Annie Oakley

Topics: Exhibition shooting, Woman, Nineteenth Amendment to the United States Constitution Pages: 2 (442 words) Published: October 5, 2011
Annie Oakley

I am a woman. I am able to get an education if I so choose. As an adult I will be able to own property and vote. I am not spending my childhood learning how to become a wife and a mother. Whether she knew it or not Annie Oakley helped to give me the rights that I have today. Annie was a woman too, and famous sharpshooter. She could shoot better than any man of her time. She helped to show women that it was okay to do more “masculine” things. And, she helped women to realize that they had more potential than what they thought. Once other women realized this they would begin to pursue and accomplish things they never would have considered they could have done. Things like being employed and being the head of a household that originally only men were supposed to do. After that women saw that they were able to do anything that the men could do; many began questioning why they didn’t have the same rights as the men. Women began protesting, petitioning, and fighting for their rights, and eventually they wound up getting the 19th Amendment passed. This Amendment gave women the right to vote, control their finances, hold government offices, and own property. After a long struggle women finally were granted the same rights as men. Some Facts about Annie Oakley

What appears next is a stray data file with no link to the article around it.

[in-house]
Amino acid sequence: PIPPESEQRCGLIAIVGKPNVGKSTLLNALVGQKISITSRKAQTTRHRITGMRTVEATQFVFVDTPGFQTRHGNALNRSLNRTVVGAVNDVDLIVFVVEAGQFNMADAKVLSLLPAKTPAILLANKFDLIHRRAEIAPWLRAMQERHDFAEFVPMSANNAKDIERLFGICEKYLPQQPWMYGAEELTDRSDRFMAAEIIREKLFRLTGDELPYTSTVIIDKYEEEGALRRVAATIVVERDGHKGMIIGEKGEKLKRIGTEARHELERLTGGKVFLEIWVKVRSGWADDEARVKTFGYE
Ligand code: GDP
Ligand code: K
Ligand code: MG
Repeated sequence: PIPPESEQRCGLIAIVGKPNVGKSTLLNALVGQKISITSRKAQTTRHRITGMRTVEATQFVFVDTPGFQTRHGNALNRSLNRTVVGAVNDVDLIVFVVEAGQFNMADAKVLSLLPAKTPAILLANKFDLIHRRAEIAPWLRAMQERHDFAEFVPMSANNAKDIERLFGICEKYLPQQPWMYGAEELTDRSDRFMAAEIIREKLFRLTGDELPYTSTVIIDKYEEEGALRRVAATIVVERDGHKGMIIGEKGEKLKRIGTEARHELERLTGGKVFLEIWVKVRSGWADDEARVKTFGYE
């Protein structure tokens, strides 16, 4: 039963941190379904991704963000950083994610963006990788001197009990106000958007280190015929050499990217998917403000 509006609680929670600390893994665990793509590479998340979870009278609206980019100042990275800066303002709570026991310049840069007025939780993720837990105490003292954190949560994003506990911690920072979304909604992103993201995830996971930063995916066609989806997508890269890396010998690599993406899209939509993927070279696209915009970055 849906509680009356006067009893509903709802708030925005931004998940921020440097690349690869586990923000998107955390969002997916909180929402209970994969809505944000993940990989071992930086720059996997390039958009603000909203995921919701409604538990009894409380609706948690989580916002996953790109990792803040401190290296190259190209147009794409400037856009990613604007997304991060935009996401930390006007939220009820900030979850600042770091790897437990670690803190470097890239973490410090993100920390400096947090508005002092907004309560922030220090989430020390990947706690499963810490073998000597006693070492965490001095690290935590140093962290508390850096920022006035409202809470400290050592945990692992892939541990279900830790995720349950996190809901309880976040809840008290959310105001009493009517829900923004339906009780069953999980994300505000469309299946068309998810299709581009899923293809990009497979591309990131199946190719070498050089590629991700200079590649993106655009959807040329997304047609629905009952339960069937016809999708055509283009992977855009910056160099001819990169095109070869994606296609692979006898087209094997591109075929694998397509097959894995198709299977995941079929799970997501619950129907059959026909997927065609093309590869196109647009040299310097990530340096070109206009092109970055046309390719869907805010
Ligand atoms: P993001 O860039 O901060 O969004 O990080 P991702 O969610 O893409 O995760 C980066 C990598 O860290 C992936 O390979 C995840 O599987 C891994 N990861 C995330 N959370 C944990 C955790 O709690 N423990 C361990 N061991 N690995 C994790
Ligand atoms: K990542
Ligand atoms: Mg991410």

Born with the name Phoebe Anne Mosey on August 13, 1860
She first began hunting when she was eight years old
At age 15 she was challenged to a shooting match against Frank Butler, she won and ended up marring him a year later •She joined Buffalo Bill’s Wild West traveling show and because of her impressive sharp shooting talents she was quickly made the star of the show •Soon after she changed her name to Annie Oakley for unknown reasons •Some of her acts included her shooting a small metal coin out of the air from 27 meters away and holding her gun over her shoulder and using a mirror to aim and hit targets behind her flawlessly •Annie died of anemia on November 3, 1926 when she was 66...
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